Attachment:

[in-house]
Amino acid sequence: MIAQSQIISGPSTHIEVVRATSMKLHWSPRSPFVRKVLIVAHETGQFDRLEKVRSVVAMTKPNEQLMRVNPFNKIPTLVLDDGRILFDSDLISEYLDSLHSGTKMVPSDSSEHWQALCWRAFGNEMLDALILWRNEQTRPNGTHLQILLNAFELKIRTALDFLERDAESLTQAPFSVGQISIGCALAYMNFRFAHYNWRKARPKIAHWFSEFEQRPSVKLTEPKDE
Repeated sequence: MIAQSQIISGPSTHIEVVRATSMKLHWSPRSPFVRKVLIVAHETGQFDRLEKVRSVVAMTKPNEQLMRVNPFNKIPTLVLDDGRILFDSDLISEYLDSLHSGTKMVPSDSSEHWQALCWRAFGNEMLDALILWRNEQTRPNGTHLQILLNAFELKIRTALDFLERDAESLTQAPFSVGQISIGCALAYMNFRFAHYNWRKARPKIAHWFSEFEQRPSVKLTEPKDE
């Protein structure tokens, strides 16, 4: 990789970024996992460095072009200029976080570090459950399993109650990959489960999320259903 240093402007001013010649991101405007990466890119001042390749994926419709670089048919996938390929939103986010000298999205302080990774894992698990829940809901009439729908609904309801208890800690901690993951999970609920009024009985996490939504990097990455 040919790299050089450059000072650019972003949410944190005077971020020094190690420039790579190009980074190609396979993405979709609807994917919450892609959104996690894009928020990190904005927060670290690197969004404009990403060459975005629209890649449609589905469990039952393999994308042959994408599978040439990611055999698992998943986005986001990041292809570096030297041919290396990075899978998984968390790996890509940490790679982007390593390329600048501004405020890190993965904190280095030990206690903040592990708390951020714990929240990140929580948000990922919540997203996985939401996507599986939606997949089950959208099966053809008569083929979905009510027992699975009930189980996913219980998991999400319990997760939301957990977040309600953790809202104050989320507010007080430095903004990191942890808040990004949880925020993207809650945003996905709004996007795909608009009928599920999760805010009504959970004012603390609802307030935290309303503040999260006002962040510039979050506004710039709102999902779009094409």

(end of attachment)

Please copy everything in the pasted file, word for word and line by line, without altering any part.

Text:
[in-house]
Amino acid sequence: MIAQSQIISGPSTHIEVVRATSMKLHWSPRSPFVRKVLIVAHETGQFDRLEKVRSVVAMTKPNEQLMRVNPFNKIPTLVLDDGRILFDSDLISEYLDSLHSGTKMVPSDSSEHWQALCWRAFGNEMLDALILWRNEQTRPNGTHLQILLNAFELKIRTALDFLERDAESLTQAPFSVGQISIGCALAYMNFRFAHYNWRKARPKIAHWFSEFEQRPSVKLTEPKDE
Repeated sequence: MIAQSQIISGPSTHIEVVRATSMKLHWSPRSPFVRKVLIVAHETGQFDRLEKVRSVVAMTKPNEQLMRVNPFNKIPTLVLDDGRILFDSDLISEYLDSLHSGTKMVPSDSSEHWQALCWRAFGNEMLDALILWRNEQTRPNGTHLQILLNAFELKIRTALDFLERDAESLTQAPFSVGQISIGCALAYMNFRFAHYNWRKARPKIAHWFSEFEQRPSVKLTEPKDE
């Protein structure tokens, strides 16, 4: 990789970024996992460095072009200029976080570090459950399993109650990959489960999320259903 240093402007001013010649991101405007990466890119001042390749994926419709670089048919996938390929939103986010000298999205302080990774894992698990829940809901009439729908609904309801208890800690901690993951999970609920009024009985996490939504990097990455 040919790299050089450059000072650019972003949410944190005077971020020094190690420039790579190009980074190609396979993405979709609807994917919450892609959104996690894009928020990190904005927060670290690197969004404009990403060459975005629209890649449609589905469990039952393999994308042959994408599978040439990611055999698992998943986005986001990041292809570096030297041919290396990075899978998984968390790996890509940490790679982007390593390329600048501004405020890190993965904190280095030990206690903040592990708390951020714990929240990140929580948000990922919540997203996985939401996507599986939606997949089950959208099966053809008569083929979905009510027992699975009930189980996913219980998991999400319990997760939301957990977040309600953790809202104050989320507010007080430095903004990191942890808040990004949880925020993207809650945003996905709004996007795909608009009928599920999760805010009504959970004012603390609802307030935290309303503040999260006002962040510039979050506004710039709102999902779009094409």